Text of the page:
Wednesday, 2 January 2008

Who the heck are Wade and Giles?

As if the Traditional vs Simplified script thing wasn't confusing enough... it got me thinking about the pinyin that they use in Taiwan... well, they don't! They use the Wade-Giles method but even then not always. They could use different methods of writing in the same sentence or sign. I remember reading a hilarious article about it in Culture Shock Taiwan about it all.

Actually, when I was growing up I never learnt pinyin OR Wade-Giles, I learnt 'zhuyin' which is by far more accurate than pinyin in terms of getting the right pronunciation of a character. (I also believe it made it easier for me to learn Japanese hiragana and katakana as it's the same kind of thing).

My surname starts with Ch in Wade-Giles but in pinyin starts with Zh. When stupid strangers ring me up on the phone (both back home in Sydney and here in Shanghai) they try to say my name in Chinese but they always get it wrong because it doesn't actually have a 'Ch' sound at all!

Wade-Giles was developed by Thomas Francis Wade, a British ambassador in China and Chinese scholar who was the first professor of Chinese at Cambridge University. Wade published the first Chinese textbook in English in 1867. The system was refined in 1912 by Herbert Allen Giles, a British diplomat in China.[2]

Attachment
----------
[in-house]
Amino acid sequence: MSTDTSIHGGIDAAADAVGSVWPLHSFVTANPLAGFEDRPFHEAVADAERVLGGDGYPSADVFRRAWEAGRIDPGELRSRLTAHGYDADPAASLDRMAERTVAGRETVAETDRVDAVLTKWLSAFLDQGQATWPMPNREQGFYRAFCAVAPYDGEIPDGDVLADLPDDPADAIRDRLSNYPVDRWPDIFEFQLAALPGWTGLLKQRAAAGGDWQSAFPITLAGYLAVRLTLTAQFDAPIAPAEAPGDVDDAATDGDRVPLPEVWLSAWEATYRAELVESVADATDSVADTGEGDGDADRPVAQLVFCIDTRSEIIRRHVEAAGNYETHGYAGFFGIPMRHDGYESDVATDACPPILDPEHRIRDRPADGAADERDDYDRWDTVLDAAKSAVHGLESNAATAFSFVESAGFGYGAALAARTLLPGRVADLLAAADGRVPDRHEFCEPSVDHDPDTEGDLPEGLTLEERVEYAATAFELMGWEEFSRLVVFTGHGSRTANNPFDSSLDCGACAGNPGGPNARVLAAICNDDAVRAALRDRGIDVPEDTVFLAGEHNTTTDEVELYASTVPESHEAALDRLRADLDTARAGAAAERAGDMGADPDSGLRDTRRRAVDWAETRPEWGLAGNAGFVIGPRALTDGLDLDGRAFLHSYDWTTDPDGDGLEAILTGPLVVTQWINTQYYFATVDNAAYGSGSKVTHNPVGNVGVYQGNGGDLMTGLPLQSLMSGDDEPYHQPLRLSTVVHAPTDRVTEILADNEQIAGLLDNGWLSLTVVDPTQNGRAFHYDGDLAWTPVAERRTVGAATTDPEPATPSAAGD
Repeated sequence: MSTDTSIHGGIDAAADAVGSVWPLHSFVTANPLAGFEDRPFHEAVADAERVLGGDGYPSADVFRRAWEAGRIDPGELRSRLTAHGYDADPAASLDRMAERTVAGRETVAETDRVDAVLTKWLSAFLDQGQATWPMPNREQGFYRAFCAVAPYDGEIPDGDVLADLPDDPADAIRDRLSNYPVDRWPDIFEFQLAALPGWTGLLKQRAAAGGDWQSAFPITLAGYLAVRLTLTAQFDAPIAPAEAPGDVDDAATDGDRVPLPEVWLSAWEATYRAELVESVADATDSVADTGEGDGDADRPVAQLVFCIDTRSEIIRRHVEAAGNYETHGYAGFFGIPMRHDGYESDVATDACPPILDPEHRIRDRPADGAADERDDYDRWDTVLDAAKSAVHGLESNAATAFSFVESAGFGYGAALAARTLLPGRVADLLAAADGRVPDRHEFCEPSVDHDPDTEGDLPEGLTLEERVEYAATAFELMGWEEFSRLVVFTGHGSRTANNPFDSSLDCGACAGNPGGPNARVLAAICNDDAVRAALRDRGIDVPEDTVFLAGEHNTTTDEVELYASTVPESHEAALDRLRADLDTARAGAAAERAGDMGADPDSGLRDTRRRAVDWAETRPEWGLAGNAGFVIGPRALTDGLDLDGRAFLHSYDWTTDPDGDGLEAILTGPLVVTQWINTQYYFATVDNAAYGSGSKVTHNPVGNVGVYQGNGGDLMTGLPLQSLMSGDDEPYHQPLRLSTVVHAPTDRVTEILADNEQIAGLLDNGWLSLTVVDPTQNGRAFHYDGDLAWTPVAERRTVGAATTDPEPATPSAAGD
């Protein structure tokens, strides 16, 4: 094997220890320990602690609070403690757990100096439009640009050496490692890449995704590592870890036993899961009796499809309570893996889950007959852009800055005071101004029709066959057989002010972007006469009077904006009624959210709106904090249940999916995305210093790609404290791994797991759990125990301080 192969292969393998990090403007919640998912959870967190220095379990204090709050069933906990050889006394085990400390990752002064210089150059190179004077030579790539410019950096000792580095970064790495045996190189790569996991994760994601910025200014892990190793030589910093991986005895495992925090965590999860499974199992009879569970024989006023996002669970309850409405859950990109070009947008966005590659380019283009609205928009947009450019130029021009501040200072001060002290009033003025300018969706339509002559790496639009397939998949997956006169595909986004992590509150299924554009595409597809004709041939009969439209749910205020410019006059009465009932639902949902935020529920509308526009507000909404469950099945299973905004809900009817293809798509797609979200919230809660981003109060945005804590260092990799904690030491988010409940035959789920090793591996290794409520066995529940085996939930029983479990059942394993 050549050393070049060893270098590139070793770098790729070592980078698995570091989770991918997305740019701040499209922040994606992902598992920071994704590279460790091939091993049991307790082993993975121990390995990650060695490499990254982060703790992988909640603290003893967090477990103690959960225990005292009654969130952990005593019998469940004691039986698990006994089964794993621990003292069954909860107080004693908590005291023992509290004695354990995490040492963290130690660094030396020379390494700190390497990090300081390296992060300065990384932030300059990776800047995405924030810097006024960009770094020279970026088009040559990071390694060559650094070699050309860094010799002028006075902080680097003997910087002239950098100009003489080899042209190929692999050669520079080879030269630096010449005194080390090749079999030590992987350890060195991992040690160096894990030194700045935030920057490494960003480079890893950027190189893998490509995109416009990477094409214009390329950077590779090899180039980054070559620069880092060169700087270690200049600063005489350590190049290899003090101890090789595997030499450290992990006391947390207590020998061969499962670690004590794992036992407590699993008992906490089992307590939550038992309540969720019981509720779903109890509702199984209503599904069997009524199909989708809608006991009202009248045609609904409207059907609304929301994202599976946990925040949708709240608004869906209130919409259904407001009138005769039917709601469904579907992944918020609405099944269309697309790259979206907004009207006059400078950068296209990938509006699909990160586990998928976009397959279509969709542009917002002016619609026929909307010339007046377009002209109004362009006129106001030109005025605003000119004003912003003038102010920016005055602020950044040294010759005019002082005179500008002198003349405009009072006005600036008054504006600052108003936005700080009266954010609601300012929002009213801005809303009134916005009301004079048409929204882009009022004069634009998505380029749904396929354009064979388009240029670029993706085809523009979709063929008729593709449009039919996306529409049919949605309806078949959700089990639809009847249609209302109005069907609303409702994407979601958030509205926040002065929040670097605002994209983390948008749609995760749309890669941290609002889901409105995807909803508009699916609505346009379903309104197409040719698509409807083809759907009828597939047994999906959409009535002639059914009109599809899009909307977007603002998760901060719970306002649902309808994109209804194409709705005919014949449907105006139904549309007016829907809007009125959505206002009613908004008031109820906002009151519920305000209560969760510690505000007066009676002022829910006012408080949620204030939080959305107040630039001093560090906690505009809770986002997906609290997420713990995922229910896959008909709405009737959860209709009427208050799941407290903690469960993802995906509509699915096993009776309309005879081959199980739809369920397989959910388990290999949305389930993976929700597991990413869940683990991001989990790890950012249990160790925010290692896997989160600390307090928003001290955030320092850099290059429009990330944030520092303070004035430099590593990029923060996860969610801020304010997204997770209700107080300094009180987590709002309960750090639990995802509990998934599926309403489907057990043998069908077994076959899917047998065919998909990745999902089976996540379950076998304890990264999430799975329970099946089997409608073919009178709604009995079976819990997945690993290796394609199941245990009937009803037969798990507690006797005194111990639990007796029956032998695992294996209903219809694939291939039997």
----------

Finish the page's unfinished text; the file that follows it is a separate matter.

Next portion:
The Wade-Giles system was designed to transcribe Chinese terms, for Chinese specialists. This origin has led to a general sense that the system is non-intuitive for non-specialists and not useful for teaching Chinese pronunciation.
The Republic of China (Taiwan) has used Wade-Giles for decades as the de facto standard, co-existing with several official but obscure Romanizations in succession, namely, Gwoyeu Romatzyh (1928), MPS II (1986), and Tongyong Pinyin (2000). Taiwanese place names are still being virtually written in Wade-Giles, and many Chinese Americans and Canadians also write their Chinese names in Wade-Giles.

Read more here if you are interested

I think due to pressure from China and from the rest of the world, though, that Taiwan will gradually convert all their English signage and documents to pinyin. It just makes more sense to have a standardized way of 'writing' Chinese in English. Those poor foreigners who have been to both Taiwan and China must be confused out of their wits!! I know I was.

So... Taiwan will remain Taiwan (no change)
Taipei will become Taibei (small change)
Kaohsiung will become Gaoxiong (big change)

On a different topic but same line of thinking. When the bloody heck is the USA going to change from imperial to metric system, huh?

1 comment:

Amyee said...

You know what? Zhu-Yin was the first way of 'spelling' things anyway. The Chinese took everything traditional away so they could be different (sort of the same way the Americans simplified the English to suit their intelligence)